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Feline Herpesvirus 1 (FHV-1) Infection - Head Cold in Cats



Broad spectrum antibiotics will be prescribed for the prevention or treatment of secondary bacterial infections. Ophthalmic medications can be used to prevent further eye damage or for control of an existing eye infection. Ophthalmic antiviral preparations are also available, and are usually prescribed for these patients. To minimize nasal congestion, nasal decongestant drops may be prescribed for regular use.


A lack of appetite is common in patients with viral infections, so good nutritional and fluid support is important for maintaining a healthy energy level and hydration.   


Living and Management


It is important to minimize or remove any stress, which may lengthen the course of the disease. You will need to set up a place in the house where your cat can rest comfortably and quietly, away from other pets, active children, and busy entryways. It is also important that you isolate your cat from any other cats in order to prevent the spread of the virus to other cats. Make the recovery period easier for your cat; place a litter box close to where your cat is resting so that it does not need to make a lot of effort, and the feeding dishes as well. While you will want to give your cat as much peace as possible, you will need to check in on your cat frequently, observing its breathing pattern and rate. It is important that your cat is not left alone for extended times, as this can be very stressful for the cat.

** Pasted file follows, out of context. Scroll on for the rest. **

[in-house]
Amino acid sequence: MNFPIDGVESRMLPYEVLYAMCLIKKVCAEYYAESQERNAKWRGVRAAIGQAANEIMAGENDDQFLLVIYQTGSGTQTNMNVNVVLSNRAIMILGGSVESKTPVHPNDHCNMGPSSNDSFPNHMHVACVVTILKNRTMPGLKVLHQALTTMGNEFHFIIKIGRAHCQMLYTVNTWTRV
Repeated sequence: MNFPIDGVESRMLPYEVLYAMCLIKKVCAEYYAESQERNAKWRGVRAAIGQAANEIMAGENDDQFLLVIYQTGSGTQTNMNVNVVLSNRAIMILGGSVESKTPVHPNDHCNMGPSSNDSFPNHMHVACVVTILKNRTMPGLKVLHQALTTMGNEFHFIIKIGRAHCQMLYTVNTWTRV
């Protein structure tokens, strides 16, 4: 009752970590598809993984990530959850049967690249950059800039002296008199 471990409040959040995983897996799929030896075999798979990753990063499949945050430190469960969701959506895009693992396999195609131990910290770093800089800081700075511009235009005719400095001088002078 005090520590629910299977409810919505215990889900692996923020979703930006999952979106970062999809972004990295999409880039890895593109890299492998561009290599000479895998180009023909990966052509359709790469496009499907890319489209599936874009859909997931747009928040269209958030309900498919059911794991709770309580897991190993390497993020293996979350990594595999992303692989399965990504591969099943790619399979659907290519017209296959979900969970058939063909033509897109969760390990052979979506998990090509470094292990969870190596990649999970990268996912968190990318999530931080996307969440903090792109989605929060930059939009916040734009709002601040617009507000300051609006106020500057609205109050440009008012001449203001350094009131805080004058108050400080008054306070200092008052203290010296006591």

During the recovery period, offer easily chewed and easily digestible food at regular times throughout the day, along with plenty of water. Proper diet is the single most important factor for determining the outcome of the disease, and some patient may die due to inadequate nutritional and fluid support. Dehydration, especially, can lead to a fatal condition very quickly. If your cat stops eating for a number of days, your veterinarian will need to use a stomach tube to force nutrients into your cat's body.


Due to respiratory system involvement, the feeding tube may cause discomfort, so proper care and vigilance will be required to prevent any complications due to the feeding tube. For at home care, your veterinarian will demonstrate the right way of feeding, cleaning, and maintenance of the feeding tube. In cats with prolonged anorexia, the feeding tube may be directly placed in the stomach by giving a surgical incision to the abdominal wall.


In most cases, and given that there is not a secondary bacterial infections, symptoms improve within 7 to 10 days. The overall prognosis is good if proper nutrition and fluid is provided.



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